I am often asked in interviews this seemingly simple question: “How do you do what you do?”
My responses are usually fairly brief. In most interviews and discussions, I’m working against a deadline, and it’s not an easy task to codify in one or two sentences what I’ve done over the course of a 40-plus-year career. Nevertheless, last week I decided to take a “few minutes” to capture the specific methods I’ve used to help me and my business associates succeed. Not surprisingly, the exercise took much longer than expected — but it delivered, I hope, some useful insights.
1. Surround yourself with great talent.
Jack Welch said it best, “The team with the best players wins.”
There’s no doubt a major factor – in fact the most important success factor — for leading a business is to build a team with the brightest, most diverse people in thought, background and experience. It’s also critical that the team be composed of people with the professional courage and self-confidence to challenge you to be better than you would be by yourself.
Playing team sports from my early childhood as well as college football at one of the least glamorous positions (offensive line) taught me the importance of teaming and alignment. Successful teams, like a chain, are only as strong as the weakest link. Building the best team represents one of the most powerful arrows in your quiver. Fortunately, I have been blessed over my career with teams of talented professionals who always pushed me and the rest of the business to excel.
2. Sweat the details.
One of the biggest fallacies in business is that leaders don’t have time for details. I’ve even seen leaders open their staff meetings with the line, “Just give me the high points.” That’s unwise.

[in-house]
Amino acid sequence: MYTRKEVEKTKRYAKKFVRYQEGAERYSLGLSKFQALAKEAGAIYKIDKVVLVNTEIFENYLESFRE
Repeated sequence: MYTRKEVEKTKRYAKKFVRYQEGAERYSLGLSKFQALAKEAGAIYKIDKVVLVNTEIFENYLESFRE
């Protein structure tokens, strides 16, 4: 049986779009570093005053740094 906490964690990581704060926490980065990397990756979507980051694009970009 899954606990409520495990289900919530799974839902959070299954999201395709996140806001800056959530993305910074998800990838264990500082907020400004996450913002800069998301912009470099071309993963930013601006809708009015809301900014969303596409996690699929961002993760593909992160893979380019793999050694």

In fact, it’s the details that help you do what you do! I am extremely detail oriented, with an almost childlike level of inquisitiveness, and those traits have served me well. The practice has allowed me to not just accept the 40,000-foot response to a 1-foot question. It has also spurred me to ask the second, third and sometimes fourth question. Not only does this practice help me better understand the issue, it helps confirm the presenter’s level of knowledge and understanding. In addition, it conveys my interest in the issue and can be a confidence builder for both of us. Facts are friendly and should be used frequently.
3. Build and nurture the right culture.
Among the many elements of business success, culture is one of the most misunderstood and under-appreciated. It can’t be forced. It’s not something that is written down in a handbook, and it most certainly is not a “do what I say…not what I do” exercise. Culture is built at the top of the organization and across the business; associates will take their lead from their leaders.
My goal has always been to develop a culture and organizational environment of inclusiveness. Every opinion matters, and every job is important. When associates know they are valued, they perform better and feel better about the work they do. Conversely, individuals, groups or functions that perceive themselves “first among peers” will create an environment that is distracting and counterproductive to the success of the entire enterprise and perhaps even demotivating to the rest of the team.
Creating culture takes time, but is well worth the effort. On the topic of culture, few have said it better than Herb Kelleher, the former CEO of Southwest Airlines: “Culture is what people do when no one is looking.”
4. Remain organized and maintain your focus.
Leaders have significant issues coming at them at all times and from all directions. When leadership fails, the root cause often can be traced to a lack of organization. It’s easy to develop a mindset that says, “I’ll remember the important things.” The reality: You won’t. It’s simply not possible to really know what’s truly important until you take the time to assess the issue. Disorganization leads to challenges that are either misunderstood or, worse, never addressed at all.